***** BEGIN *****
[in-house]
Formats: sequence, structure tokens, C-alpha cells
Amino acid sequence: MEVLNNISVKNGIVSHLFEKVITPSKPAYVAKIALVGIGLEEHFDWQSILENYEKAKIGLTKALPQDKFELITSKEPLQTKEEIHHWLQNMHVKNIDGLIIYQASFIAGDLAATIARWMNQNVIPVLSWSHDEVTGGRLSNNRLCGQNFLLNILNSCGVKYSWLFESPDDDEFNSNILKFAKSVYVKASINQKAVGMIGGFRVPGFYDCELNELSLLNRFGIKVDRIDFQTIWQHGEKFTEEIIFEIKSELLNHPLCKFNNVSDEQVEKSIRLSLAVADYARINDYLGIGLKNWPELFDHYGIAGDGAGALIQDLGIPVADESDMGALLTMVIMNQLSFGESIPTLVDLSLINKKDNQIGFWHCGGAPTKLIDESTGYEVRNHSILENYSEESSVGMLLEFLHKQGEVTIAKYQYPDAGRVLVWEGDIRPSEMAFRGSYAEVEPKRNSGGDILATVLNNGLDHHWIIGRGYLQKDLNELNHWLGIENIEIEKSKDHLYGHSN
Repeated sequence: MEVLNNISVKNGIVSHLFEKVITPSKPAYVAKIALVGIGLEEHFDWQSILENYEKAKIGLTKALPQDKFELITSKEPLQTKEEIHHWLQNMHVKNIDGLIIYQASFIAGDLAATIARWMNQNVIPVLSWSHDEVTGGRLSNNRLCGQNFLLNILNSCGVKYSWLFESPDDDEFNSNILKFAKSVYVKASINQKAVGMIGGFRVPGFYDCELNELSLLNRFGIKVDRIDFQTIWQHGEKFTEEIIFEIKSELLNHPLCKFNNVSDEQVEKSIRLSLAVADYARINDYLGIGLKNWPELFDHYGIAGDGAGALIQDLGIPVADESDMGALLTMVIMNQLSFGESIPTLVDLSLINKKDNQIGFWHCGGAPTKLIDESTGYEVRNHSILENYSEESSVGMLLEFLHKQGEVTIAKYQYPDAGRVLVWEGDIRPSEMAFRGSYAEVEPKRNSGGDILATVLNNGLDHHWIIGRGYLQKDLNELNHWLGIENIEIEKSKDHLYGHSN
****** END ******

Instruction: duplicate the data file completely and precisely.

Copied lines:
[in-house]
Formats: sequence, structure tokens, C-alpha cells
Amino acid sequence: MEVLNNISVKNGIVSHLFEKVITPSKPAYVAKIALVGIGLEEHFDWQSILENYEKAKIGLTKALPQDKFELITSKEPLQTKEEIHHWLQNMHVKNIDGLIIYQASFIAGDLAATIARWMNQNVIPVLSWSHDEVTGGRLSNNRLCGQNFLLNILNSCGVKYSWLFESPDDDEFNSNILKFAKSVYVKASINQKAVGMIGGFRVPGFYDCELNELSLLNRFGIKVDRIDFQTIWQHGEKFTEEIIFEIKSELLNHPLCKFNNVSDEQVEKSIRLSLAVADYARINDYLGIGLKNWPELFDHYGIAGDGAGALIQDLGIPVADESDMGALLTMVIMNQLSFGESIPTLVDLSLINKKDNQIGFWHCGGAPTKLIDESTGYEVRNHSILENYSEESSVGMLLEFLHKQGEVTIAKYQYPDAGRVLVWEGDIRPSEMAFRGSYAEVEPKRNSGGDILATVLNNGLDHHWIIGRGYLQKDLNELNHWLGIENIEIEKSKDHLYGHSN
Repeated sequence: MEVLNNISVKNGIVSHLFEKVITPSKPAYVAKIALVGIGLEEHFDWQSILENYEKAKIGLTKALPQDKFELITSKEPLQTKEEIHHWLQNMHVKNIDGLIIYQASFIAGDLAATIARWMNQNVIPVLSWSHDEVTGGRLSNNRLCGQNFLLNILNSCGVKYSWLFESPDDDEFNSNILKFAKSVYVKASINQKAVGMIGGFRVPGFYDCELNELSLLNRFGIKVDRIDFQTIWQHGEKFTEEIIFEIKSELLNHPLCKFNNVSDEQVEKSIRLSLAVADYARINDYLGIGLKNWPELFDHYGIAGDGAGALIQDLGIPVADESDMGALLTMVIMNQLSFGESIPTLVDLSLINKKDNQIGFWHCGGAPTKLIDESTGYEVRNHSILENYSEESSVGMLLEFLHKQGEVTIAKYQYPDAGRVLVWEGDIRPSEMAFRGSYAEVEPKRNSGGDILATVLNNGLDHHWIIGRGYLQKDLNELNHWLGIENIEIEKSKDHLYGHSN